Sax Gordon,
You Knock Me Out
(Bullseye Blues & Jazz, 2000)

You Knock Me Out by Sax Gordon is a great CD. The music grabs you right from the first note and doesn't let you go til the end.

On tenor sax we have none other than Sax Gordon Beadle. (He also sings now and then.) Joining him are Doug James on the baritone sax, Duke Robillard on the guitar, Matt McCabe on the piano, Matt Ballou on bass and Marty Richards on the drums. Also playing are Tom West (organ on "90 MPH," "BY-YA" and "Tino's Dream"), Scott Aruda (trumpet on "Lonely for You"), Tino Barker (tenor sax on "Mishnock Rock" and "Lonely for You") and Gordon, Duke and Sugar Ray Norcia (vocals on "You knock Me Out").

This CD is big on heart. You get a group of skilled musicians playing together, and you can get some pretty fine music. This is certainly the case on every track on this CD by Sax Gordon. There is not a lot to be said about the lyrics on this CD. For the most part, there aren't any. So I guess I will have to describe the varying sounds that these musicians create.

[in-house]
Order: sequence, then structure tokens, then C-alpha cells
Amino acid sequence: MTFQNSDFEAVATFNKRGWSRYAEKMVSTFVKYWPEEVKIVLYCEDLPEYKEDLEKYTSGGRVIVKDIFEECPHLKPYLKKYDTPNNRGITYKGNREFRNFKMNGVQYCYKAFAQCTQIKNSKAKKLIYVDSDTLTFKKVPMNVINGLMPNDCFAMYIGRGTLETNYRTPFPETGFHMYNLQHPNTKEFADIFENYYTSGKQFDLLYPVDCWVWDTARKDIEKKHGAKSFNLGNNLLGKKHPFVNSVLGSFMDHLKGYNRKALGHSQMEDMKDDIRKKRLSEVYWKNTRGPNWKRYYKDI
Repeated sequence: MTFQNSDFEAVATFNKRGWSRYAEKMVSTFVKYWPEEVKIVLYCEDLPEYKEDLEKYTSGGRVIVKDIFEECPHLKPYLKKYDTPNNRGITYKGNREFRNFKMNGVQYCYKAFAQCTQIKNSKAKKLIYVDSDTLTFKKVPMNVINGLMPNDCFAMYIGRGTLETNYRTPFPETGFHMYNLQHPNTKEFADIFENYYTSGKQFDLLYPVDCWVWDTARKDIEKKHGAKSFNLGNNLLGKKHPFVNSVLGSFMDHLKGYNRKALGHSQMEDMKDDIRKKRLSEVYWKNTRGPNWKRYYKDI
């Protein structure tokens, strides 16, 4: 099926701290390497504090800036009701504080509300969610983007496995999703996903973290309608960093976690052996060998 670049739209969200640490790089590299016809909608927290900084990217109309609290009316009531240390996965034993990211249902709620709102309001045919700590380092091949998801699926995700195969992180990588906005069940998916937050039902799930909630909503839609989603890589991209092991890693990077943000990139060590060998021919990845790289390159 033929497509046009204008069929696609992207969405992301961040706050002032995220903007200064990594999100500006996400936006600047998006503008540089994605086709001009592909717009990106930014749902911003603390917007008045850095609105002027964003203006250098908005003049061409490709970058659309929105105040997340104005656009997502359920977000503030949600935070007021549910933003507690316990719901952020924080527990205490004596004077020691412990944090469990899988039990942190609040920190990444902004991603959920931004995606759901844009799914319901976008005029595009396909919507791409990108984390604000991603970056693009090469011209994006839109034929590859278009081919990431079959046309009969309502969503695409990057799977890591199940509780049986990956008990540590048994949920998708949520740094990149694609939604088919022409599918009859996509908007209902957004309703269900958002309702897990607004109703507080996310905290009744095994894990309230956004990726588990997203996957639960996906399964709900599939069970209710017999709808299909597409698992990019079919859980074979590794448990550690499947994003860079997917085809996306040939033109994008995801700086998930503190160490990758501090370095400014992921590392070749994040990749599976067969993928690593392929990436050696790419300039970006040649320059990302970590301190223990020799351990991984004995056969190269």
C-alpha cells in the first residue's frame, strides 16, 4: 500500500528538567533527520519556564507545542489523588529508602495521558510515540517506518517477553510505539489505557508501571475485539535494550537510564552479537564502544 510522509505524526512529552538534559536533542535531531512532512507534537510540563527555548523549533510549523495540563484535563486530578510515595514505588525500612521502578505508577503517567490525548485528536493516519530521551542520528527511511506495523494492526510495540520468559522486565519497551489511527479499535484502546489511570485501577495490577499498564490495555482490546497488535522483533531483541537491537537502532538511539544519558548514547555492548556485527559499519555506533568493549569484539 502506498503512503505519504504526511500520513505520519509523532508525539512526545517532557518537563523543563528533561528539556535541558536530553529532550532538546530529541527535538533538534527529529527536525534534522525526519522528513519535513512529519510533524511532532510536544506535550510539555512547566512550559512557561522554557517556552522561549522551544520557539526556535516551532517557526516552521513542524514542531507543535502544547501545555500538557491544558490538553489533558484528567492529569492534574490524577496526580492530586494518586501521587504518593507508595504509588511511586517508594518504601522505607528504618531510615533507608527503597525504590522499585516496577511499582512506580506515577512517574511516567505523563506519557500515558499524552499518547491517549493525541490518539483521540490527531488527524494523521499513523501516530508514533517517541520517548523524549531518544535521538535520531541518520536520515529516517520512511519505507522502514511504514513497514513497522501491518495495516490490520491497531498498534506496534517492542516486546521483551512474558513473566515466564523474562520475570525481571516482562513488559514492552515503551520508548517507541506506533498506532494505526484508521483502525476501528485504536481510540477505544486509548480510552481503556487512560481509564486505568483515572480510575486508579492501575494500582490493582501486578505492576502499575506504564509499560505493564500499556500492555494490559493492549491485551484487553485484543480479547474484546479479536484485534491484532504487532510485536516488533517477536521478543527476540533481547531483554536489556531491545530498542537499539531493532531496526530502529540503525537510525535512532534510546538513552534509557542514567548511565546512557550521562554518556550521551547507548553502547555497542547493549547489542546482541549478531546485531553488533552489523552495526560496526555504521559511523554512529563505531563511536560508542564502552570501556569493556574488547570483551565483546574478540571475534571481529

"90 MPH" starts the CD off flying. Not sure how they pull it off, but the organ keeps up. So much for it being a slow stately instrument. The lyrics, well they are there and fit and come out mighty fine, but with music this good, you don't need lyrics.

"Mishnock Rock" keeps the tempo going, and it only slows down for "Lonely for You." You then get hit by "You Knock Me Out," which blares right at you, belted out chorus and all. This is followed up by "Speed Rack." Skip forward a bit, and you walk into "That Little Town Rocks," a delightful song with spoken lyrics.

The tempo slows down and bit and the sound twists sideways to wrap itself around you for "Tino's Dream," a smooth flowing piece that would surely make a good dream. "Big Mouth" has a nice wide sound, and "Bug Hunt" is a fun uptempo lyricless song.

Sax Gordon's spoken intro over the piano could almost be considered part of "Twenty Dollar Gig." There's a quick three count before the song takes off with the pure energy of a kid who just got his/her first gig.

The CD then closes off with "Crawling Home," a sweet sounding, slower song where the instruments sing.

This is certainly a CD to pick up and listen to, just don't expect to sit back and relax. The music will want to pick you up and take you for a ride, that is sometimes wild, but always worth the trip.

[ by Paul de Bruijn ]

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